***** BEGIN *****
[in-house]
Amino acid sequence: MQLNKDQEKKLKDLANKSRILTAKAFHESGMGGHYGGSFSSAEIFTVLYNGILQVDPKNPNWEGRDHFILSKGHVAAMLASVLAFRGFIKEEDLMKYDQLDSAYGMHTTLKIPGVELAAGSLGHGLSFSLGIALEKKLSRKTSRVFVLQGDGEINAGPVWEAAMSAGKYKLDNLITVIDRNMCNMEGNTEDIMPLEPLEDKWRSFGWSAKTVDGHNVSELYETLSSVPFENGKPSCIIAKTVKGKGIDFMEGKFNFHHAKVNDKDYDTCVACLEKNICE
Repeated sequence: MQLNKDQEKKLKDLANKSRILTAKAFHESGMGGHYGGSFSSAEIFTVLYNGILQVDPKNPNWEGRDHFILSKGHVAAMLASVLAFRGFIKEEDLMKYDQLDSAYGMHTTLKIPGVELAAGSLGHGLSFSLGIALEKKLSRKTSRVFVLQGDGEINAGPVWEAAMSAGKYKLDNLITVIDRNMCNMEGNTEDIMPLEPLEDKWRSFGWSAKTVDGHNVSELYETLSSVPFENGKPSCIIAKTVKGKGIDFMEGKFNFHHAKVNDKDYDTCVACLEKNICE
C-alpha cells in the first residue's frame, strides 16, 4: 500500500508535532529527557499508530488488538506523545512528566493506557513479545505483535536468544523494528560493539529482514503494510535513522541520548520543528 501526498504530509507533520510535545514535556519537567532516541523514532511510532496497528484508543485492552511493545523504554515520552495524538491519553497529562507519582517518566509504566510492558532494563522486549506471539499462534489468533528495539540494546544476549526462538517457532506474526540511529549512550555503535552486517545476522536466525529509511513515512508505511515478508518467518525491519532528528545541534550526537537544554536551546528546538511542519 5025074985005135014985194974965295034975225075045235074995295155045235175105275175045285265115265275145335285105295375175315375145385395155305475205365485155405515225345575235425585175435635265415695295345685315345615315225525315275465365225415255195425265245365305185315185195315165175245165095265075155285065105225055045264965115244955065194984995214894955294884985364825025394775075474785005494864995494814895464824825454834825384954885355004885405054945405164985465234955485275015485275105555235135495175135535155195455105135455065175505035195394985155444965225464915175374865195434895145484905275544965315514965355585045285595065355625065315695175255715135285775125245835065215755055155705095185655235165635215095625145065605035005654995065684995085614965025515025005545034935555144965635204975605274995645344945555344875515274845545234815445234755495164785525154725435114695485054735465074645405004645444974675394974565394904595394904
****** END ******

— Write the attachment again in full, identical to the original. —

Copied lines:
[in-house]
Amino acid sequence: MQLNKDQEKKLKDLANKSRILTAKAFHESGMGGHYGGSFSSAEIFTVLYNGILQVDPKNPNWEGRDHFILSKGHVAAMLASVLAFRGFIKEEDLMKYDQLDSAYGMHTTLKIPGVELAAGSLGHGLSFSLGIALEKKLSRKTSRVFVLQGDGEINAGPVWEAAMSAGKYKLDNLITVIDRNMCNMEGNTEDIMPLEPLEDKWRSFGWSAKTVDGHNVSELYETLSSVPFENGKPSCIIAKTVKGKGIDFMEGKFNFHHAKVNDKDYDTCVACLEKNICE
Repeated sequence: MQLNKDQEKKLKDLANKSRILTAKAFHESGMGGHYGGSFSSAEIFTVLYNGILQVDPKNPNWEGRDHFILSKGHVAAMLASVLAFRGFIKEEDLMKYDQLDSAYGMHTTLKIPGVELAAGSLGHGLSFSLGIALEKKLSRKTSRVFVLQGDGEINAGPVWEAAMSAGKYKLDNLITVIDRNMCNMEGNTEDIMPLEPLEDKWRSFGWSAKTVDGHNVSELYETLSSVPFENGKPSCIIAKTVKGKGIDFMEGKFNFHHAKVNDKDYDTCVACLEKNICE
C-alpha cells in the first residue's frame, strides 16, 4: 500500500508535532529527557499508530488488538506523545512528566493506557513479545505483535536468544523494528560493539529482514503494510535513522541520548520543528 501526498504530509507533520510535545514535556519537567532516541523514532511510532496497528484508543485492552511493545523504554515520552495524538491519553497529562507519582517518566509504566510492558532494563522486549506471539499462534489468533528495539540494546544476549526462538517457532506474526540511529549512550555503535552486517545476522536466525529509511513515512508505511515478508518467518525491519532528528545541534550526537537544554536551546528546538511542519 5025074985005135014985194974965295034975225075045235074995295155045235175105275175045285265115265275145335285105295375175315375145385395155305475205365485155405515225345575235425585175435635265415695295345685315345615315225525315275465365225415255195425265245365305185315185195315165175245165095265075155285065105225055045264965115244955065194984995214894955294884985364825025394775075474785005494864995494814895464824825454834825384954885355004885405054945405164985465234955485275015485275105555235135495175135535155195455105135455065175505035195394985155444965225464915175374865195434895145484905275544965315514965355585045285595065355625065315695175255715135285775125245835065215755055155705095185655235165635215095625145065605035005654995065684995085614965025515025005545034935555144965635204975605274995645344945555344875515274845545234815445234755495164785525154725435114695485054735465074645405004645444974675394974565394904595394904